#define Levels_black_point 8.0 #define Levels_white_point 235.0
As the black point value lowers, more detail remains in the dark areas, but darks become less dark.
#define Levels_black_point 0 #define Levels_white_point 64
Absolutely no change to the black point, but the white point is lowered and makes the scene much whiter. Clouds are indistinguishable.
#define Levels_black_point 64 #define Levels_white_point 255
Here, we have the opposite of 005. No white adjustment is made, but the black point is set to 64. Details are gone from the heroine’s jumpsuit as well as missing detail from under the roof and on the rocks because those were dark areas to begin with.
#define Levels_black_point 64 #define Levels_white_point 128
Black point remains the same as in 006, but the white point is lowered. This brightens the image, but dark areas are the same as before. Cloud details are lost compared to 006 because the values above 128 are converted to 255, pure white.
This concludes the review of the main SweetFX effects. Aside from Advanced CRT, the few other effects not discussed seemed to offer only minor or imperceptible improvements that required special conditions, making demonstration screenshots pointless.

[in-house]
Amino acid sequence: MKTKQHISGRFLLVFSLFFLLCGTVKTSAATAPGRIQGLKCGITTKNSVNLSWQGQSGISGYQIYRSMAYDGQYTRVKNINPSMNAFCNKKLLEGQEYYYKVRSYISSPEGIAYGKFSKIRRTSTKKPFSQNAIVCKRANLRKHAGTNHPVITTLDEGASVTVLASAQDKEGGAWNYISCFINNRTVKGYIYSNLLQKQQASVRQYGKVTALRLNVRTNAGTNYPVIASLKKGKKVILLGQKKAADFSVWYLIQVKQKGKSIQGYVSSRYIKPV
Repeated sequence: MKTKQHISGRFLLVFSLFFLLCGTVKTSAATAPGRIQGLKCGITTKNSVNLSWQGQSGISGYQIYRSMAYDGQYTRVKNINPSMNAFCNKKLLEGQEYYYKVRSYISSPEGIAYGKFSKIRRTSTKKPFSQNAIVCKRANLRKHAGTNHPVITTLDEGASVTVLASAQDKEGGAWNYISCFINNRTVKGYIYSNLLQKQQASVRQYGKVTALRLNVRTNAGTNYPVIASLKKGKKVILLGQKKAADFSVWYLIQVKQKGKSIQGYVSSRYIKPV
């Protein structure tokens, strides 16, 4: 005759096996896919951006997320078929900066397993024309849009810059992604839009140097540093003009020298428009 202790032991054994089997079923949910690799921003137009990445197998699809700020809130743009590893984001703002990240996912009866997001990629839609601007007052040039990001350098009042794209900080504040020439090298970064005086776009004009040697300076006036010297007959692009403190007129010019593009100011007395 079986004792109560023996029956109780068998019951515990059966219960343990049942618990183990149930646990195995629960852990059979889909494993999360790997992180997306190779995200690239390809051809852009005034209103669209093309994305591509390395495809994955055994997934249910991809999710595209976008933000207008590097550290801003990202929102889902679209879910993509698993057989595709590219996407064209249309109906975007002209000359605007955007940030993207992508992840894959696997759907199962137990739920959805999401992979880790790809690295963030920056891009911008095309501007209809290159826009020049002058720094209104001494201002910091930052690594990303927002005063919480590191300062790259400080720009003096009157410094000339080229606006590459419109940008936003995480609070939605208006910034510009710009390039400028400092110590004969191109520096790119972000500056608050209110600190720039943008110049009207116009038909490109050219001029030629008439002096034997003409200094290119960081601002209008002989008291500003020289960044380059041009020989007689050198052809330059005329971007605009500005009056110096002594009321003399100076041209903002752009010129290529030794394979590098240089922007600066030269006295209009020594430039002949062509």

Overall, SweetFX is a fantastic post-processing enhancement that breathes new life into games that are compatible with it. Some games benefit from extra visual improvements. Whether those improvements might be greener grass, sharper contrast, or improved SMAA anti-aliasing without the slowdown introduced by MSAA, SweetFX is worth a try.
- SweetFX Shader Suite
- SweetFX – Splitscreen
- SweetFX – Cartoon
- SweetFX – Technicolor
- SweetFX – Monochrome
- SweetFX – Bloom
- SweetFX – Border
- SweetFX – HDR
- SweetFX – Sepia
- SweetFX – SMAA
- SweetFX – Vibrance
- SweetFX – Cineon DPX
- SweetFX – Explosion
- SweetFX – LumaSharpen
- SweetFX – Tonemap
- SweetFX – Lift Gamma Gain
- SweetFX – Vignette
- SweetFX – Levels